Thanksgiving: A Time to Remember That The World is Wide Enough

Choose a world that's wide enough for all of us to co-exist in peace, if not in agreement.
Thanksgiving gathering.
Thanksgiving gathering.
LOS ANGELES - Nov. 20, 2017 - PRLog -- As we gather with family and friends on Thanksgiving, the divisive political situation in our country shows no sign of abating. It seems there's no end to the conflicts and confrontations that divide rather than unite us," says Dr. Noelle Nelson (, author of The Power of Appreciation ( Happy Healthy…Dead: Why What You Think You Know About Aging Is Wrong and How To Get It Right.

"Some Thanksgivings are harder than others," says Nelson. "What I mean by that is that sometimes, our world may seem at such odds with itself that we're hard-pressed to feel the gratitude we wish would come naturally, especially around this time of year and around the people we love who may not think the way we do."

Nelson believes there is a lesson found in the musical "Hamilton" that we should all take to heart. "There's a profound truth that runs throughout the play, which was brought out in one of its final scenes," she says.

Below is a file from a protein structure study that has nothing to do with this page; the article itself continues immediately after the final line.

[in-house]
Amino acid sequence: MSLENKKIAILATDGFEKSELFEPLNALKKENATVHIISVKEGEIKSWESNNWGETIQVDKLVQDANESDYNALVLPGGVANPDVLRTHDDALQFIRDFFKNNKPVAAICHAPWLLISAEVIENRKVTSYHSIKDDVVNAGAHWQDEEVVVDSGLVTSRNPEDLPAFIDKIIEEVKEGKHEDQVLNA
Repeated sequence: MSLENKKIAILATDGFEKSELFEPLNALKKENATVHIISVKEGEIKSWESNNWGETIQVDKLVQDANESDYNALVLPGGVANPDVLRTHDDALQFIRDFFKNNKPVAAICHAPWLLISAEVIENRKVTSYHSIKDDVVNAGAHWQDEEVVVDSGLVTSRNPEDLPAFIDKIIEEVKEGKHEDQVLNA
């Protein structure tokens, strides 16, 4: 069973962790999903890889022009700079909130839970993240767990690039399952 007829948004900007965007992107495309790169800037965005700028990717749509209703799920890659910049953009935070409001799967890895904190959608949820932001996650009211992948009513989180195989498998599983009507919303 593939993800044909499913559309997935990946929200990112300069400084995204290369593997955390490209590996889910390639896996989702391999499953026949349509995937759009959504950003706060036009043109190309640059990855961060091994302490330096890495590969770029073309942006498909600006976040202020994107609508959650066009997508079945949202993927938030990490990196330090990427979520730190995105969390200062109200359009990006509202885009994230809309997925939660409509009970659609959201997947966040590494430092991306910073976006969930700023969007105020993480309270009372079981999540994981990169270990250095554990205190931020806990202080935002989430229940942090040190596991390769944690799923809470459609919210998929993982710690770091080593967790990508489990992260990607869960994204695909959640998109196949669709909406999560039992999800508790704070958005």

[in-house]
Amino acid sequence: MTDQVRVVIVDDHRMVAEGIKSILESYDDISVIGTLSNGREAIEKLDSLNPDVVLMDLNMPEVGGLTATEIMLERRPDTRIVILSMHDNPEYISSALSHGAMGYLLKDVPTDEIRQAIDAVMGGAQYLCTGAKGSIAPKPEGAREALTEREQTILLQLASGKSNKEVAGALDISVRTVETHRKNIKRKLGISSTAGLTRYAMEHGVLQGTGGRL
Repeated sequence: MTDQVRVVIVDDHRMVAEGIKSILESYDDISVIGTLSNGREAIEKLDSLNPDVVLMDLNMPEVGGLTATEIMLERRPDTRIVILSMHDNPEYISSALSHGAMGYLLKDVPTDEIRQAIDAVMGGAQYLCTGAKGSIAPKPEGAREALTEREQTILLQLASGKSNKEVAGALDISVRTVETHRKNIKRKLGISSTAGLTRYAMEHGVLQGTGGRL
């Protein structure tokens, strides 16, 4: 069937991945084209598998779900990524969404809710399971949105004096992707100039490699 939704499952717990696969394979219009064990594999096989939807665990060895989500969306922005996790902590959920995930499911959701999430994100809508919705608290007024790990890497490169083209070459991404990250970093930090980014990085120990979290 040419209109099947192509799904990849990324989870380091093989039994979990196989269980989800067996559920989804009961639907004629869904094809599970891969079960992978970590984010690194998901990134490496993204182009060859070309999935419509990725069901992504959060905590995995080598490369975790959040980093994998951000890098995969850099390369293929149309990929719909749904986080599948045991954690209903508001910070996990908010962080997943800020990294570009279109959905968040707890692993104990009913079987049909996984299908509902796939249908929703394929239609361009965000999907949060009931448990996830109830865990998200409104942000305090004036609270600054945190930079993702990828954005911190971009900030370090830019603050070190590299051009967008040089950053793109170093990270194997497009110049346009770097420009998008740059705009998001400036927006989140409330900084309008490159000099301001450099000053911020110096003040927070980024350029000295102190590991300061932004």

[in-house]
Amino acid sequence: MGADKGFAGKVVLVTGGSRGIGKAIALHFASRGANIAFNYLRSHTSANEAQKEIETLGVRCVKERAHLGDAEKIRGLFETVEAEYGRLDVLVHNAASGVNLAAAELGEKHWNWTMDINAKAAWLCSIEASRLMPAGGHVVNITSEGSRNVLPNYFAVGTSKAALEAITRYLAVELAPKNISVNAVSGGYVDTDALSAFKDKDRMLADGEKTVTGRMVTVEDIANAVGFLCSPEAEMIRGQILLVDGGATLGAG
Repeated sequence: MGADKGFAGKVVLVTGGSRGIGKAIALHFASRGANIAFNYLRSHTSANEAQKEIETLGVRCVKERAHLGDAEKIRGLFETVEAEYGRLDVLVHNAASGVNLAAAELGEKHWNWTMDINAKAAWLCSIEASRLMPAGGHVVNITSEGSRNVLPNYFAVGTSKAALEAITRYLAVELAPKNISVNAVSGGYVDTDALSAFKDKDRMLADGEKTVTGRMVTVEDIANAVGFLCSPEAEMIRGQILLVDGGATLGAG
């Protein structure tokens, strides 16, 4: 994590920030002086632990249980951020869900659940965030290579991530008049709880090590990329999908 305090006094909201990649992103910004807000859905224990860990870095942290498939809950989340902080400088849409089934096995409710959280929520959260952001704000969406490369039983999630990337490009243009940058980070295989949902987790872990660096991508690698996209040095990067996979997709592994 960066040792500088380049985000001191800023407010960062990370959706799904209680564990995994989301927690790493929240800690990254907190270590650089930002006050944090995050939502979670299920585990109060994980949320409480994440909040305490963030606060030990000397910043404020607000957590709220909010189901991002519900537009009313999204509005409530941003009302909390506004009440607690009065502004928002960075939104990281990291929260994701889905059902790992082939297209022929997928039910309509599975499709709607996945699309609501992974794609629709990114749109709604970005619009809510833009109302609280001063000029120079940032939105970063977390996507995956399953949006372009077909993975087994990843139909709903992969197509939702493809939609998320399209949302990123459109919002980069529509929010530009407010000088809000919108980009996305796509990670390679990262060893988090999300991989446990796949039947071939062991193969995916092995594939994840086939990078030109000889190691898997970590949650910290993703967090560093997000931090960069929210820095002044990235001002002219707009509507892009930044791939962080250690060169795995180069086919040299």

That scene brings to life the famous duel in which Aaron Burr, Vice-President under Thomas Jefferson, kills his political rival, Alexander Hamilton, one of our Founding Fathers and first Secretary of the Treasury. In the musical, at the end of the duel, Burr sings these lyrics (

         "I was too young and blind to see

         I should've known

         I should've known

         The world was wide enough for both Hamilton and me."

"I hear in these words a call for us, as best we can and with all of our hearts, to find ways to negotiate, resolve--whatever your word for it is--our differences," says Nelson. "Choose a world that's wide enough for all of us to co-exist in peace, if not in agreement."

Nelson says that a great place to start is with family and friends. "I certainly have my share of ornery family, folks I don't understand, yet here we are, at Thanksgiving together. I remind myself that I don't have to agree with their opinions on everything from our president to the cranberry dressing, but I can acknowledge their right to their opinion. I can make the effort to value them, to look for something to appreciate about them, because there is, in every one of us, something (usually many things) to appreciate, if we just look hard enough."

Nelson suggests "we remember that 'The world is wide enough' for all of us, even when it seems that could never be. During the holidays, it certainly is worth a try."


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Diane Rumbaugh
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Tags:Getting Along, Peaceful Holiday Gatherings, Gettng Along With Relatives
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